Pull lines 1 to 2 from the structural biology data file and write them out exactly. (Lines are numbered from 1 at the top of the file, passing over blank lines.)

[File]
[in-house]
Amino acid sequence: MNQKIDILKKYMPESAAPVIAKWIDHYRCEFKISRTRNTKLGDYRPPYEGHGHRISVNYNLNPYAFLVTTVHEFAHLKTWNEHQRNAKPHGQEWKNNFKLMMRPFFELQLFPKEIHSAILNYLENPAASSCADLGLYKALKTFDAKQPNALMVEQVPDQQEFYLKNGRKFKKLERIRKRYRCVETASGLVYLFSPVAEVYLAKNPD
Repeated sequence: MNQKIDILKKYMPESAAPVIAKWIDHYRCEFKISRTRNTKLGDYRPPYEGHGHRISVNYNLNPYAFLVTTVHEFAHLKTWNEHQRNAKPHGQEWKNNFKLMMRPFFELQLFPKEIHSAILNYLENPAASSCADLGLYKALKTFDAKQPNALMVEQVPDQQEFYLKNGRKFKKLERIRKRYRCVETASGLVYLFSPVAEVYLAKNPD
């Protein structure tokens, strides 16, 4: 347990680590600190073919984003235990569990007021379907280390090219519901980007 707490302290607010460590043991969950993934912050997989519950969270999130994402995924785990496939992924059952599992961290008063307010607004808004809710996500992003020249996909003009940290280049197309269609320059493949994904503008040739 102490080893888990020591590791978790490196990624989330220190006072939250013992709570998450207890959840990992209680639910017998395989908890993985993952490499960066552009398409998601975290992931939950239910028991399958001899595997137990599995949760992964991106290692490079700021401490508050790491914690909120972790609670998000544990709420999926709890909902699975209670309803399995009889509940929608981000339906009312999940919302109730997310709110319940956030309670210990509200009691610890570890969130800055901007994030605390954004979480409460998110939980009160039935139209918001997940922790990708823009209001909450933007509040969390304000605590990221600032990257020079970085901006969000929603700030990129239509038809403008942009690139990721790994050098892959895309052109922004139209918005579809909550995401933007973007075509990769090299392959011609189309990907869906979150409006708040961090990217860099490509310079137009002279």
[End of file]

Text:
[in-house]
Amino acid sequence: MNQKIDILKKYMPESAAPVIAKWIDHYRCEFKISRTRNTKLGDYRPPYEGHGHRISVNYNLNPYAFLVTTVHEFAHLKTWNEHQRNAKPHGQEWKNNFKLMMRPFFELQLFPKEIHSAILNYLENPAASSCADLGLYKALKTFDAKQPNALMVEQVPDQQEFYLKNGRKFKKLERIRKRYRCVETASGLVYLFSPVAEVYLAKNPD